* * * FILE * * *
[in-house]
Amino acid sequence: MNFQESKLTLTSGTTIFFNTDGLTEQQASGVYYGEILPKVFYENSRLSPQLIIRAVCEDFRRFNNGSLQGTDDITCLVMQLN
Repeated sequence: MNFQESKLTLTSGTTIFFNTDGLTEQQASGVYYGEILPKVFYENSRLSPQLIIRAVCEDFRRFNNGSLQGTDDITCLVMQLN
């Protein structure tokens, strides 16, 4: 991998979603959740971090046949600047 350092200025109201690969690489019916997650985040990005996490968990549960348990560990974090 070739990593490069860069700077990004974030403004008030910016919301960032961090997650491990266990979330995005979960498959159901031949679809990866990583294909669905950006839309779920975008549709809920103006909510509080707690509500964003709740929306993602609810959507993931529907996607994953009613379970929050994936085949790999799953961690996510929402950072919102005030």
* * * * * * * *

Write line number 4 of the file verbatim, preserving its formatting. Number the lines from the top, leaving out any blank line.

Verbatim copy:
């Protein structure tokens, strides 16, 4: 991998979603959740971090046949600047 350092200025109201690969690489019916997650985040990005996490968990549960348990560990974090 070739990593490069860069700077990004974030403004008030910016919301960032961090997650491990266990979330995005979960498959159901031949679809990866990583294909669905950006839309779920975008549709809920103006909510509080707690509500964003709740929306993602609810959507993931529907996607994953009613379970929050994936085949790999799953961690996510929402950072919102005030």